kdp select freePart three, on KDP Select and BookBub, is available here.

Several months ago, I hypothesised that the changes in Amazon’s affiliate terms and conditions would lead to the self-destruction of the KDP Select programme. While my hypothesis may have appeared a little over-the-top, perhaps even laughed off as sensationalism, a trip over to kBoards (great place, btw) is enough to convince any author that KDP Select free is both 1.) dead, and 2.) pointless. I hate to say ‘I told you so’… No, that’s a lie. *smug grin*

I’ve been enrolled in KDP Select with What We Saw, my debut novel, for nine months now. Things have changed, mostly for the worst. However, contrary to popular opinion, I don’t think that free is dead, just yet. I want to share my experiences with you, and hopefully you’ll be able to make an educated decision as to whether KDP Select free promotions are worth the three-month exclusivity. I want to try to help you decide whether a KDP Select free marketing strategy is relevant to your needs. Hopefully then, you’ll be able to seriously consider whether it is for you, and if not, weigh up the potential alternatives.

My experiences with KDP Select free runs

I’ve talked a lot about KDP Select free runs in the fourteen months of this blog’s lifespan, and yet, my experiences with free runs themselves haven’t really changed. When I promote my books to free promotion websites heavily and in advance, sometimes setting aside a marketing budget for increased exposure, I tend to end my free runs with the downloads in the thousands, giving me a nice boost in the popularity lists and bringing in a few sales over the coming four weeks.

One thing I have learned about KDP Select free runs is that they are essentially dead to authors hoping to simply click the ‘go free’ button for a couple of days and expect a strong run of downloads/post-freebie boost. Personally, this doesn’t affect me — KDP Select has relied on an ad-supported approach since I started publishing, so I sadly never had the opportunity to try the programme when it was really at its zenith.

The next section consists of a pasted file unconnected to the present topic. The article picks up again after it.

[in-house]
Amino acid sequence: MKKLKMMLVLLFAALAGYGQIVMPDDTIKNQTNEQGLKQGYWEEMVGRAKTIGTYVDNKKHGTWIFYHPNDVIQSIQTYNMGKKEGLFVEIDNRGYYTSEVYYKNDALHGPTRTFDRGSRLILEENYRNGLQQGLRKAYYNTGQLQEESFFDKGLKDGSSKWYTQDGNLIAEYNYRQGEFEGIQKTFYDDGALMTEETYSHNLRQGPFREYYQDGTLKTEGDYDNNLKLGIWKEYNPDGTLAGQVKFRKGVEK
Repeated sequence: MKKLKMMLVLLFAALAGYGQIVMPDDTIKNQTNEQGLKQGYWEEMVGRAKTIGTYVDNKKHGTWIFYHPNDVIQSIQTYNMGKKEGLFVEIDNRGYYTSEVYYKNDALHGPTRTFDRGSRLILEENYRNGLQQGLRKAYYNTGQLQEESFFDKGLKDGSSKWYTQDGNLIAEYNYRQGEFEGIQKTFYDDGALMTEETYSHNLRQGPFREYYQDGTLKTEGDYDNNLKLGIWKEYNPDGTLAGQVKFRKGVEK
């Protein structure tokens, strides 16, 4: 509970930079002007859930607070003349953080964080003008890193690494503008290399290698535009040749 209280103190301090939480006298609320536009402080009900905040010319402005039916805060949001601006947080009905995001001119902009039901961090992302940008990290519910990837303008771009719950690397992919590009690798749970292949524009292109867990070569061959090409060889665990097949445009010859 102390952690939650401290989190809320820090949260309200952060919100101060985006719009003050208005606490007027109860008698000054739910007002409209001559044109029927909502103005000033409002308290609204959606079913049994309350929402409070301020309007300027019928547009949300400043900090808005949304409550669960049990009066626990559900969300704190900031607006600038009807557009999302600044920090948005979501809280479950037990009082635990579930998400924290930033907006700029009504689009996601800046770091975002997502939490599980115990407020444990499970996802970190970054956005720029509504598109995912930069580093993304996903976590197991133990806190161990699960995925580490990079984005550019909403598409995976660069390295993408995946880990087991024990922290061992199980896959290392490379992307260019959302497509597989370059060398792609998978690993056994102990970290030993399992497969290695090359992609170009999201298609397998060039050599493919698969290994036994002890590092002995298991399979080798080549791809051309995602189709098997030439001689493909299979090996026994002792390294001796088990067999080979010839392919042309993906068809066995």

My strongest free-run came in March, when I paid a couple hundred dollars for a BookBub ad and gave away 40,000+ copies of What We Saw over a three-day period. In the month that followed, I broke the $1,000 earnings threshold (bear in mind I only had one novel available at the time), which, to-date, is my best month of sales.

My most recent KDP Select free run was for The Painting, which wasn’t enjoying the sort of sales I felt it deserved. I organised a low-key free run, with a few ads, the main one being with Freebooksy, and gave away 2,000 copies or so. It wasn’t a 40k run, but considering I just wanted to give this novella a visibility boost, I consider it a success. Since the free run, it’s selling one or two copies a day, which isn’t loads, but better than prior to the free-run. I imagine this will dampen when the free downloads filter out of its 30-day rolling sales average, but I’m prepared with a new release to counter that.

What makes for a successful KDP Select free run in August 2013?

What does all of my experience teach us about KDP Select free runs in August 2013 (and I say August because the rules are constantly changing)? Well, firstly, my earlier posts on KDP Select are still as relevant today as they were at the time of writing, in some aspects. KDP Select free runs increase visibility and boost sales, but only when supported by advertising. This has been the case with all of my free experiences in the past, and while the visibility and sales boost isn’t what it once was, it can still help lift a struggling title and bring in a few cash sales/also-boughts/etc.